3. Don't Shut Doors on any Deal. Some buyers are just the opposite - they have money and when presented with the right opportunity - are willing to go substantially above and beyond their traditional budget. Don't automatically exclude higher priced properties for those that have the means to make ends meet at a larger than life level. In this situation, recognize the price is not the prime motivator but rather the "right" property. Determine what constitutes a desirable deal then make it happen.
4. Time Right. Timing is everything but it takes time to learn how to distinguish valid help from harassment when working with prospective clients. Too soon and you can quickly cool even the hottest prospect...too long of a delay and you risk having others step in to fill your shoes.
5. Preferred Status. Everyone likes to feel special and as a short sale professional it is your duty to given individualized attention to every prospect....of course, some clients are just a bit more special than others especially when it comes to sealing the deal. Find a few ways to express that little extra something when working with your "A" list clients; meet at a local coffee shop then foot the bill (don't worry - it's a legitimate write-off) or schedule exclusive "preview" showings to the most promising prospective buyers before the big announcement. Remember, it's the thought that counts not necessarily the size of the status symbol.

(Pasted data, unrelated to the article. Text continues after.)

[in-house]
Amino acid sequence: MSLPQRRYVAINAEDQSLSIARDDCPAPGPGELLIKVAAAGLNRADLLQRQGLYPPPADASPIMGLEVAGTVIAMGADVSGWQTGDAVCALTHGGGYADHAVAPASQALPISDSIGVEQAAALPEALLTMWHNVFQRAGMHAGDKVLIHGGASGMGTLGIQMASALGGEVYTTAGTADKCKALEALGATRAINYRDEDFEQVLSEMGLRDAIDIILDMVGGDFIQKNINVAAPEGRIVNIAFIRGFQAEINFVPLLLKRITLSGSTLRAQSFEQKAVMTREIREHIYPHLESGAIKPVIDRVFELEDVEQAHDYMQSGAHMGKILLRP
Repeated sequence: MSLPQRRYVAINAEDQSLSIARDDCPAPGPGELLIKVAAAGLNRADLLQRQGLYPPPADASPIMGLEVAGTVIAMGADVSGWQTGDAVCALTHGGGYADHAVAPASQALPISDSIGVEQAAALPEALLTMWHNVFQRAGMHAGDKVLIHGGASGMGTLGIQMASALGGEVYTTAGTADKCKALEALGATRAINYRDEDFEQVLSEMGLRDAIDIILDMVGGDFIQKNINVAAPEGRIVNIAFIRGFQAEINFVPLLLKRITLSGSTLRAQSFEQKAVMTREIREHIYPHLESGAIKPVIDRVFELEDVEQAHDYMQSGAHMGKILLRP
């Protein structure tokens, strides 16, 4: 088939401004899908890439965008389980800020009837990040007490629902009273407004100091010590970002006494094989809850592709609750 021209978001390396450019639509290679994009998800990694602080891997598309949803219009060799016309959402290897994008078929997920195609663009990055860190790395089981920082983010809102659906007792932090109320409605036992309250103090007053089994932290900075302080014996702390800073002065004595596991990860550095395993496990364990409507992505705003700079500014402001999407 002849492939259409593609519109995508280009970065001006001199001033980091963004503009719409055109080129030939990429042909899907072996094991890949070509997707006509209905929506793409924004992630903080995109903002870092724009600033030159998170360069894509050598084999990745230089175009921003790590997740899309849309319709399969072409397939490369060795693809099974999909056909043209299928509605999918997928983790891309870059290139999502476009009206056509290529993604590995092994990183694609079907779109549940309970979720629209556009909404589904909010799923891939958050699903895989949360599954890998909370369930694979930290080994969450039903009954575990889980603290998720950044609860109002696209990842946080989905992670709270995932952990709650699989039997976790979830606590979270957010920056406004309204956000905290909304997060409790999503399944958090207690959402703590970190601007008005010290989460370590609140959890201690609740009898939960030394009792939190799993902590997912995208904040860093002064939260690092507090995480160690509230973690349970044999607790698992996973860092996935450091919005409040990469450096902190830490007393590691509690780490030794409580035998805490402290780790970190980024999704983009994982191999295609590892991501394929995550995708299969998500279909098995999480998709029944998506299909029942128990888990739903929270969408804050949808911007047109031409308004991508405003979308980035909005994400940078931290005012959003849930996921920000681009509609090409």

6. Teach sellers to think like buyers and vice versa. Yes, it's easier said than done but it's all in the wording. By teaching sellers to act like buyers and buyers to act like sellers you assure they will present and demand more reasonable offers. Think of it as a small investment that pays big dividends at closing time.
7. Have a contingency plan in place. Every good investor identifies the "out" long before buying into the given investment - it's no different with short sales. Know when and how you plan to exit the property then have a contingency in place should something go amiss. It's one additional layer of protection that allows short sale investors to sleep easy by knowing they have plenty of outlets for every property.